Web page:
I had a 60GB SSD off Dave 1 (or was it 2) years ago, that is still OK, in the other (my original) shuttle. My previous 240GB SSD caused a series of inexplicable shutdowns which had me replacing monitor,  graphics card, then suspecting the mother board or PSU. I bought a nearly identical shuttle at a good price (slightly faster and Watts-hungrier micom) to then discover it was the SSD when it failed to boot. I managed to recover much of the data when I finally mounted it under the newly installed Mint on the “faster” shuttle.

    It has not had any improper shutdown in the last couple of weeks, though before that it may have required a forced shutdown due to a non-responsive Kodi.

    So I must learn to use FSCK must I? Or is it going to sort itself out with a couple of proper shutdowns (such as it DID have this morning)?

    I am NOT optimistic about it not being a failing SSD.

    Les.

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    #31460

    Dave Rice
    Moderator
    @ricedg
    Forumite Points: 2,126

    As Ed says it does sound like the file system screwing up. SSDs don’t suffer from the physical problems that spinners do, like bad sectors or failing bearings, head crashes etc. that cause “local” problems in certain areas. But like spinners when the electronics fail they die totally.

    If the SSD can be partitioned or formatted it’s physically OK. I think I still have your address on the workshop PC, I’ll send you a bootable USB with EaseUs Partition Master on it, it may give you some insights. It’s based on WinPe but goes straight into the app… eventually 😉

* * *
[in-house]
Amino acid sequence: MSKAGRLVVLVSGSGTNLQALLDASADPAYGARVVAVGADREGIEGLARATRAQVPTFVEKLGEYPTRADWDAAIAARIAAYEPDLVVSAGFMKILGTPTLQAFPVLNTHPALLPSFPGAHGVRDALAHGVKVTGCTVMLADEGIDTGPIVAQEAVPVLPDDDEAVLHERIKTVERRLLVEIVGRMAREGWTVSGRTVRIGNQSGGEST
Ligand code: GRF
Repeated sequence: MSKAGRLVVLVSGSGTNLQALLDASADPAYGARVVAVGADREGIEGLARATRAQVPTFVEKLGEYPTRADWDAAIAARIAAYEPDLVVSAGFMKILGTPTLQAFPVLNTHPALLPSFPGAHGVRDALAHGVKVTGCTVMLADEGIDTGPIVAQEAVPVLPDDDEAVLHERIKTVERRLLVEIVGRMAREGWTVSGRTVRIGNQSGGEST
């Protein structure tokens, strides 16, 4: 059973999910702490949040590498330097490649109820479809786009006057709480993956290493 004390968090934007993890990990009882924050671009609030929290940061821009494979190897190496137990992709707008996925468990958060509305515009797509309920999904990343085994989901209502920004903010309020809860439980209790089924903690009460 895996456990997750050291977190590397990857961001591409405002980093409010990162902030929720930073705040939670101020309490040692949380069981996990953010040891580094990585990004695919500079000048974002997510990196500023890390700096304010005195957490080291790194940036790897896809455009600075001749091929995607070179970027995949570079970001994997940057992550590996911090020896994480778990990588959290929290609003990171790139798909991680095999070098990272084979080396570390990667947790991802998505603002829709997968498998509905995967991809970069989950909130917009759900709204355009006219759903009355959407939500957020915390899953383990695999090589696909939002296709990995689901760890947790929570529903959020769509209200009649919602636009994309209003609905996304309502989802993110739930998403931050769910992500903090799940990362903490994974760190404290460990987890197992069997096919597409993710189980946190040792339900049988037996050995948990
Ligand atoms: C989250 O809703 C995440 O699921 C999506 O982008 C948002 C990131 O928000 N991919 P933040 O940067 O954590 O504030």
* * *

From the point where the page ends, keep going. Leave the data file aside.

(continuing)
I must admit that in my recent return to Linux (mostly servers with no GUI)  I’ve more or less settled on Ubuntu as that has the best support. I know the default desktop is a bit naff but it’s just a means to an end – launching apps. It’s being able to get answers to problems and How To’s that work that’s swung it.

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    #31463

    Les.
    Participant
    @oldles
    Forumite Points: 497

    Dave, thanks for that offer. Way back at 10.2, I found Ubuntu a great move from Windoze, but when I had to move on at end of support,  I could not make any sense of the 12.x, tried some others, then after all the Mint talk on the other forum, tried that and stayed put. I have learned quite a bit, but there are still gaping holes in my knowledge, and I can never allocate the time to study. Too much to do for SWMBO, building jobs, and of course the motorbikes. If it is a faulty SSD, as I suspect, I will try a different one. This, like the other is a well known make (Kingston or Corsair I think) and it would be stupid to assume another one would not go the same way.

    But maybe it is just screwed file structure. We shall see.

    Les.

    • This reply was modified 3 months, 1 week ago by Les.. Reason: sp, We instead of W
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    #31468

    Ed P
    Participant
    @edps
    Forumite Points: 3,352

    When it ‘failed’ did it drop you into a command line sequence? You can get to a similar place if you hold down shift while booting. This (Single User Mode) has all the tools you need to do fsck etc. (it says Ubuntu but Mint just pinched these low level operation.

    linky to instructions

    • This reply was modified 3 months, 1 week ago by Ed P.
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    #31474

    Les.
    Participant
    @oldles
    Forumite Points: 497

    Ed, it simply failed to boot, and moved straight on to looking for boot from CDROM.

    I tried a couple of times with same result so stuck in my 19.1 install DVD. From that DVD and Ram OS, I could see the SSD, so connected up one of my backup drives to secure my data. I shut down and fired up the stand alone Pi with Kodi to watch the ‘bikes. After that, I tried again and it just worked. Not shut down since. Thanks for your link. I have an idea I can get a similar screen from the 19.1 install disc. Will investigate tomorrow.

    Thanks, Les.

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    #31485

    Ed P
    Participant
    @edps
    Forumite Points: 3,352